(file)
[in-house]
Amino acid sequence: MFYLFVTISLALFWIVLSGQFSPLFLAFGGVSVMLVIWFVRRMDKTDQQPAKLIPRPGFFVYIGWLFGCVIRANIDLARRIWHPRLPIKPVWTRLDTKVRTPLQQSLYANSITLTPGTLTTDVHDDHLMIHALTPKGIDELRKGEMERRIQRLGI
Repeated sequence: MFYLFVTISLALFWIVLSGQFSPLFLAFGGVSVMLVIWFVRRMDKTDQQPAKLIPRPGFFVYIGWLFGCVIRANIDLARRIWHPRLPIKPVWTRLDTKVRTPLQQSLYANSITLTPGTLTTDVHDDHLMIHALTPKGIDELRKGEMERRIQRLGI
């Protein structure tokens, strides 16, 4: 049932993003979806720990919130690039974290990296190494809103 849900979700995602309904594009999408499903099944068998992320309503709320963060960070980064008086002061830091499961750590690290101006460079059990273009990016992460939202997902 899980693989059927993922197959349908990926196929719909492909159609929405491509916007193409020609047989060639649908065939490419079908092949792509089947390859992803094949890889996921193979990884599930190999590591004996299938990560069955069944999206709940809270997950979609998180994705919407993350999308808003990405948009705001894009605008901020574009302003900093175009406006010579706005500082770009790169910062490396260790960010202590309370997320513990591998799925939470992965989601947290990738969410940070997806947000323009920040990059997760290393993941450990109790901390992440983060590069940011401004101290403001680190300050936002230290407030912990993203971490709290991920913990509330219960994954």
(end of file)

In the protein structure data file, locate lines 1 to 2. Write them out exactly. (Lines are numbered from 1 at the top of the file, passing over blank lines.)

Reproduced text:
[in-house]
Amino acid sequence: MFYLFVTISLALFWIVLSGQFSPLFLAFGGVSVMLVIWFVRRMDKTDQQPAKLIPRPGFFVYIGWLFGCVIRANIDLARRIWHPRLPIKPVWTRLDTKVRTPLQQSLYANSITLTPGTLTTDVHDDHLMIHALTPKGIDELRKGEMERRIQRLGI